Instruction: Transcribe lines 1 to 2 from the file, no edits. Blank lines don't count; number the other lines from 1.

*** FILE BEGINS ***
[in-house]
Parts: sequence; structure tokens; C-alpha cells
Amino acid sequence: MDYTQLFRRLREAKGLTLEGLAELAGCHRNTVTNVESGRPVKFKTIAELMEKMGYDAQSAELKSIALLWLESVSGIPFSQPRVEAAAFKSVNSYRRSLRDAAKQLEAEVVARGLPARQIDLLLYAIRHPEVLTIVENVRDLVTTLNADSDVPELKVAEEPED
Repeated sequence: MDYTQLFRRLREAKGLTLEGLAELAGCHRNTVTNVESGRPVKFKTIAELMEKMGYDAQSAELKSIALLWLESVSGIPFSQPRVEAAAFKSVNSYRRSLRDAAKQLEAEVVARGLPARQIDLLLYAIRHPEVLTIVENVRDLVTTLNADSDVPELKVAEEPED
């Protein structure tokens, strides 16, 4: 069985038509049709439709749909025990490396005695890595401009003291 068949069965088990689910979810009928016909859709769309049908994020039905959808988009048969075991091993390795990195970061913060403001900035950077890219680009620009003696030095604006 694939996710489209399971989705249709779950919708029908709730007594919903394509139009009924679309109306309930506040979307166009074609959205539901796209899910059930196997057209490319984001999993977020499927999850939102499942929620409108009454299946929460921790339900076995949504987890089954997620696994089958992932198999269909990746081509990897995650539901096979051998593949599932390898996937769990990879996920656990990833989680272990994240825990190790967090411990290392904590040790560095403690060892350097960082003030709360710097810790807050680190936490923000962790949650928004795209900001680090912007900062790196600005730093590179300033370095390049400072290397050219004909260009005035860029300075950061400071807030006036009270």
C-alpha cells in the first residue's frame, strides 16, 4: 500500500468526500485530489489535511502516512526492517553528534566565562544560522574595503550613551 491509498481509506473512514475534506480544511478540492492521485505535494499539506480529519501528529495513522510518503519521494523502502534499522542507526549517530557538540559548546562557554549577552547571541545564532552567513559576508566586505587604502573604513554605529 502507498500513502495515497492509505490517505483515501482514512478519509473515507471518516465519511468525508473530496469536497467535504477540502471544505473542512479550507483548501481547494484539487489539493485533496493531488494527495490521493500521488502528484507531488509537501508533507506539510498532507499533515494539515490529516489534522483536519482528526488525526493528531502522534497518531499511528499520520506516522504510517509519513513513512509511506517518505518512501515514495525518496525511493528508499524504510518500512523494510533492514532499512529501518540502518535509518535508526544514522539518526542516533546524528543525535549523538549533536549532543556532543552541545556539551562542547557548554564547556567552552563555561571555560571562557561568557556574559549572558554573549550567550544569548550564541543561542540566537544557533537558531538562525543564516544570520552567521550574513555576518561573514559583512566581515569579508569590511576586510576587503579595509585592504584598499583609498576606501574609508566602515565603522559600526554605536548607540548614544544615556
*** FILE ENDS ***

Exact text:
[in-house]
Parts: sequence; structure tokens; C-alpha cells